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5 - The invention of a counter-tradition: the case of the North American anti-cult movement

Published online by Cambridge University Press:  22 September 2009

David G. Bromley
Affiliation:
Professor of Religious Studies and Sociology School of World Studies Virginia Commonwealth University
Douglas E. Cowan
Affiliation:
Associate Professor of Religious Studies and Social Development Studies Renison College University of Waterloo
James R. Lewis
Affiliation:
University of Wisconsin, Milwaukee
Olav Hammer
Affiliation:
University of Southern Denmark
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Summary

Although the implications of their positions differ dramatically, scholars ranging from Marx and Freud to Durkheim and Berger have held that humans create the gods they worship rather than the reverse. In both religious studies and the sociology of religion, of course, this assertion is better regarded as a foundational assumption than as a discovery, since the empirical basis of these disciplines admits to no other solution. From a social-constructionist standpoint, transcendent power must be envisioned, empowered, and mystified through the invention of myth and ritual. Despite a general agreement among social-science and religious-studies scholars that religious traditions are invented, however, it is significant that little systematic attention has been paid to the invention process and its implications. The result is that the construction of religious reality has been privileged in ways granted to no other social form. From our perspective, religious myths and rituals through which socially constructed transcendent power is sacralized constitute one type of ideology – as Ann Swidler puts it, “a highly articulated, self-conscious belief and ritual system, aspiring to offer a unified answer to problems of social action.” On one hand, mythic systems provide the largest cultural canvas on which human history and the human condition are depicted as linked to a transcendent source of power. On the other, ritual systems create the means by which transcendent power is realized, accessed, and negotiated.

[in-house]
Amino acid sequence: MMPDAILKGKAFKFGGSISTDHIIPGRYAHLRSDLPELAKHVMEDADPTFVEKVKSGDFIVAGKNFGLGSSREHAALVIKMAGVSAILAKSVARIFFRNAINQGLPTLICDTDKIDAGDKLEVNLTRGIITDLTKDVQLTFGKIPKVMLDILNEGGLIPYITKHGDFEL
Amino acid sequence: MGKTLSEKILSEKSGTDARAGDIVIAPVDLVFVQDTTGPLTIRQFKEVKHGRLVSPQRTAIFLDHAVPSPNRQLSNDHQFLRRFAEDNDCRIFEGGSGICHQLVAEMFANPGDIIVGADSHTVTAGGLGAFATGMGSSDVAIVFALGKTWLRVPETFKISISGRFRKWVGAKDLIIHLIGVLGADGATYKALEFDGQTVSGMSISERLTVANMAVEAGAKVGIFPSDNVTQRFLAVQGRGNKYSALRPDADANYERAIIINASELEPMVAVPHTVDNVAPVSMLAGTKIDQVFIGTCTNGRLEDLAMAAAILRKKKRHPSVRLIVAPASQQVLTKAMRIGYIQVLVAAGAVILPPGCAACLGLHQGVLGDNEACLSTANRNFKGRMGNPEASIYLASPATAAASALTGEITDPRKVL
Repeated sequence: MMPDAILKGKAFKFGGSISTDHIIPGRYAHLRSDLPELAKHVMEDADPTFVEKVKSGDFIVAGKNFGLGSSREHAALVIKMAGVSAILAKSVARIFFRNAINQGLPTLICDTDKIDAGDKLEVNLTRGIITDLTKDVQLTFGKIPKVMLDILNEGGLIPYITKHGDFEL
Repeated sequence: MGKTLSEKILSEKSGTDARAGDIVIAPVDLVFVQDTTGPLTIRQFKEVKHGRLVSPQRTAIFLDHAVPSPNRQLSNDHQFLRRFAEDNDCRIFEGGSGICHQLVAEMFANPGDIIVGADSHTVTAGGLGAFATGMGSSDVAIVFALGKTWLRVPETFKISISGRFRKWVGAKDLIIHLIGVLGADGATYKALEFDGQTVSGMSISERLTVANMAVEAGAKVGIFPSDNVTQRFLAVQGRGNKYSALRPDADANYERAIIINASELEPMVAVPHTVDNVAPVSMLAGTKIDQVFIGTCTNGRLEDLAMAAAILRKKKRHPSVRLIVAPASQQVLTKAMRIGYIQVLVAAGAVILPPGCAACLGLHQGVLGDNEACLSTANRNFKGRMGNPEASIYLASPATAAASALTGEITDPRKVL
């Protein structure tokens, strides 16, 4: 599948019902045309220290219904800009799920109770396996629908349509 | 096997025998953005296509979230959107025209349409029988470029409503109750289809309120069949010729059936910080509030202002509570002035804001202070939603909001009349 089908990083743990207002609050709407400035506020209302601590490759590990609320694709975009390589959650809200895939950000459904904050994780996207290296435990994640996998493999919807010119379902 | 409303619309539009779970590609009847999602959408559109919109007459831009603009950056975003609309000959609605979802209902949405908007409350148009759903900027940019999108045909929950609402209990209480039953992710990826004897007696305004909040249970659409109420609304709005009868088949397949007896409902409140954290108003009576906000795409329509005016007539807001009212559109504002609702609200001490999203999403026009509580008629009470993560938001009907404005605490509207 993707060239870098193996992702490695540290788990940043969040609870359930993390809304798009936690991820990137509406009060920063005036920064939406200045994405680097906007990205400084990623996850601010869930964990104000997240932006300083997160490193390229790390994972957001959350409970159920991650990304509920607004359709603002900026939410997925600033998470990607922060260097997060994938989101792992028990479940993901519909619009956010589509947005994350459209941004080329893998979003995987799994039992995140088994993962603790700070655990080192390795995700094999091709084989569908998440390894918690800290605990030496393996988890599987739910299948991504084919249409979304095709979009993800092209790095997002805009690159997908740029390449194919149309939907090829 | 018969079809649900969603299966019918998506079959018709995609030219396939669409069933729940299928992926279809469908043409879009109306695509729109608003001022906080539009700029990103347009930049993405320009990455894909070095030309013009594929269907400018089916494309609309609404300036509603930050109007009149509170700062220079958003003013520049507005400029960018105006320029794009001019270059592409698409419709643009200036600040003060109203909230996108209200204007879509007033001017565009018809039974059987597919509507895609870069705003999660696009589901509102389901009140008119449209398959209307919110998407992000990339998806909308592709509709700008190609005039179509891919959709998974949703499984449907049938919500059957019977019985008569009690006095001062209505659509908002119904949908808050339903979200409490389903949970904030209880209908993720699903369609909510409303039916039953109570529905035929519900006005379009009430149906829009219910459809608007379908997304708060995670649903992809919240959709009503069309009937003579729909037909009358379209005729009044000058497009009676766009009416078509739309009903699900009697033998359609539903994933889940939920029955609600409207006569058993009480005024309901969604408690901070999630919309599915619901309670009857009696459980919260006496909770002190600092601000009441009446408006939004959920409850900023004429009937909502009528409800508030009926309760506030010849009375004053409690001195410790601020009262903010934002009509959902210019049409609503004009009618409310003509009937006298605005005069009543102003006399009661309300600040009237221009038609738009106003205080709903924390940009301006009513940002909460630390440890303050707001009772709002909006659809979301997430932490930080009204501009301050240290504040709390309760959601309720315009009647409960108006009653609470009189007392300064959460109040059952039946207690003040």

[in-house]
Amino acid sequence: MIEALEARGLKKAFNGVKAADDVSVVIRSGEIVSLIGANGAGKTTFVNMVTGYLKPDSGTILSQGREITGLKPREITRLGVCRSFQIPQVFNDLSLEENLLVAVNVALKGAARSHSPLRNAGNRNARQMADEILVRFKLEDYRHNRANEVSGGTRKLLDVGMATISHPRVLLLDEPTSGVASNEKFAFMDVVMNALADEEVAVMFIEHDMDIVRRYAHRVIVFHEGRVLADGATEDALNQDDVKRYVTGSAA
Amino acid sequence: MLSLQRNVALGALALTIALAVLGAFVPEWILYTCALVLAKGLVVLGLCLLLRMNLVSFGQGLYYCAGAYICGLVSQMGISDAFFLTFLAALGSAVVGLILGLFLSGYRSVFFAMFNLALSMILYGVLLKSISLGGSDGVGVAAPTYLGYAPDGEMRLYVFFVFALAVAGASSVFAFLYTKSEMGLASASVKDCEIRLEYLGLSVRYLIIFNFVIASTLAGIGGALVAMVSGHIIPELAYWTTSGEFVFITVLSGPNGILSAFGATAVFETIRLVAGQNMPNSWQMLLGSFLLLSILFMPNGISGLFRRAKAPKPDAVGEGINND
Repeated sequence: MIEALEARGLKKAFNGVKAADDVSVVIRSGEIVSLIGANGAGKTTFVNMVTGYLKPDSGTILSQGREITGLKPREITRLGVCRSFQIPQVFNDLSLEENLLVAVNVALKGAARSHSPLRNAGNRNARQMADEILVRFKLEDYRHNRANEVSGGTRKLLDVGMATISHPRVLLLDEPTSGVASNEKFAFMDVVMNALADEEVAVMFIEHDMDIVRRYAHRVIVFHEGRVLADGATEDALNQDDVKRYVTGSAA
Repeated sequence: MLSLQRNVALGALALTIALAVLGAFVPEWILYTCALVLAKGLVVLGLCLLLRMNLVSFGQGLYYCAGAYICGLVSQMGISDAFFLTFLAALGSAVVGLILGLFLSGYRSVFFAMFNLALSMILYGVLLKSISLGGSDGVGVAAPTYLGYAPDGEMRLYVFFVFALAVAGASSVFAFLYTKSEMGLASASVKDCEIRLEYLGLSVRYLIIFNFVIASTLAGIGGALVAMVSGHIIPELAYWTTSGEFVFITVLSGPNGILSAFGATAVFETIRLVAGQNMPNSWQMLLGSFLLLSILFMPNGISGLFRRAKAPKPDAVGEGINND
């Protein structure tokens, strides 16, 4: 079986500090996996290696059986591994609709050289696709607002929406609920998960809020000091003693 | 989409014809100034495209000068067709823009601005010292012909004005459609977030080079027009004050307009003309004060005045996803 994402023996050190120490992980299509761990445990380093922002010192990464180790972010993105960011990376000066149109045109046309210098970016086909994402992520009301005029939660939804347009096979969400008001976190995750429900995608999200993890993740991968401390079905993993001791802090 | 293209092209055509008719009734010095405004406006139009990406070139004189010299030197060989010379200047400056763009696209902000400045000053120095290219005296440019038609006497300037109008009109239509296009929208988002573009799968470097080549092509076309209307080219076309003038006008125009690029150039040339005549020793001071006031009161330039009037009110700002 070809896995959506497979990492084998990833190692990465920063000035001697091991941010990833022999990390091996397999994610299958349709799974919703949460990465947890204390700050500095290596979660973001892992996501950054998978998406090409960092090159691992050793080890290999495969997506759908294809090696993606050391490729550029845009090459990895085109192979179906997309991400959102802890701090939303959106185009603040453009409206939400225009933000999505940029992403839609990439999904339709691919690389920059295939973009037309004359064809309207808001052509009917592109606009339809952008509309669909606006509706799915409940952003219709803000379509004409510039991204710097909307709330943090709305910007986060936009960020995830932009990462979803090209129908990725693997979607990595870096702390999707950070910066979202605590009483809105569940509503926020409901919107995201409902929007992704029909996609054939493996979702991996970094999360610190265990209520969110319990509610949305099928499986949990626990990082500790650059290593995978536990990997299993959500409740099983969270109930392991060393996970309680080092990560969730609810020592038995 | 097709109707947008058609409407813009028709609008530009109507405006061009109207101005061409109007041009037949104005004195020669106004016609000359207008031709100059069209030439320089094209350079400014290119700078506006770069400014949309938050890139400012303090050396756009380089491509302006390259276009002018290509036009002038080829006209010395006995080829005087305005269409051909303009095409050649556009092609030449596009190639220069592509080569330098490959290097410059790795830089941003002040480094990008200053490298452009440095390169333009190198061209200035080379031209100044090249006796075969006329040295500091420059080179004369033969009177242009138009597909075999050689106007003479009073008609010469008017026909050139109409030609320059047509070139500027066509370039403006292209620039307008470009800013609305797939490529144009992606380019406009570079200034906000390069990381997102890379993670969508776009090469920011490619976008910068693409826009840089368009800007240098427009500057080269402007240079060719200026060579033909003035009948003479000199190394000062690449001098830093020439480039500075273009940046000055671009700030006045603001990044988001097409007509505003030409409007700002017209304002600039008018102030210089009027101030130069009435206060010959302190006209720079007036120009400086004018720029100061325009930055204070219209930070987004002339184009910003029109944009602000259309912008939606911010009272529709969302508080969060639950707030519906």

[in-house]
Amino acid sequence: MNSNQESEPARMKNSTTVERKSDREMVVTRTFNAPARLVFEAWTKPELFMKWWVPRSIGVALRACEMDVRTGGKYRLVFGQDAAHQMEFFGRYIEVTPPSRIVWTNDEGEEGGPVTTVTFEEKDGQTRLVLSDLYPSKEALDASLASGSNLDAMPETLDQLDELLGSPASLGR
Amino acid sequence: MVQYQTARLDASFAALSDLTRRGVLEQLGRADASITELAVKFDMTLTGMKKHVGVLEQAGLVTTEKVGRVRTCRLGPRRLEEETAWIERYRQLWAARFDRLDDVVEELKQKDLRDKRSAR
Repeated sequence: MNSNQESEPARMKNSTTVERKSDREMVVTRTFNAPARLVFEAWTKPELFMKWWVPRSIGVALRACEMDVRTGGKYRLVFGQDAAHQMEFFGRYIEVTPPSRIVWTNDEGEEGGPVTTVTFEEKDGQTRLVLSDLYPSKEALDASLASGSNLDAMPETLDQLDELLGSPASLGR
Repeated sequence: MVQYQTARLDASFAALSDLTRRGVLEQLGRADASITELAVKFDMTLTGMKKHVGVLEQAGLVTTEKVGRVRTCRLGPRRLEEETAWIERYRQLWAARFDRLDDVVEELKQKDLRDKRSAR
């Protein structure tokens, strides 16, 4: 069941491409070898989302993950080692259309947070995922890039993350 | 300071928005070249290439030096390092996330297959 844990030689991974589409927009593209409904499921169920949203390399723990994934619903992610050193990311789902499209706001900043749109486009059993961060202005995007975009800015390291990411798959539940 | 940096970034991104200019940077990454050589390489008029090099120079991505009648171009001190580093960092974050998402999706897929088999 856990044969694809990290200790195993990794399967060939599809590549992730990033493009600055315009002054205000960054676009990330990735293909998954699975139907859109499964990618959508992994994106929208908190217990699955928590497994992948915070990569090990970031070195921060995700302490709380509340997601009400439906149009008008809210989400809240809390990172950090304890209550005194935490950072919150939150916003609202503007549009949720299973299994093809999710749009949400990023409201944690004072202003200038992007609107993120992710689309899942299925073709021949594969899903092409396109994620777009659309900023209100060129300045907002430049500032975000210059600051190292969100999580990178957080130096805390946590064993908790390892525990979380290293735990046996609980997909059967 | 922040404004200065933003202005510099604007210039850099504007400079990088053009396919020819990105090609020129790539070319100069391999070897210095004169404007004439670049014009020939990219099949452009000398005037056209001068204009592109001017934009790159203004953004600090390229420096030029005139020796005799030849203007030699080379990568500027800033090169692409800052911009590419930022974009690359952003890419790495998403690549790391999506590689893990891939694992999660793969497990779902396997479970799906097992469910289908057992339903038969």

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Publisher: Cambridge University Press
Print publication year: 2007

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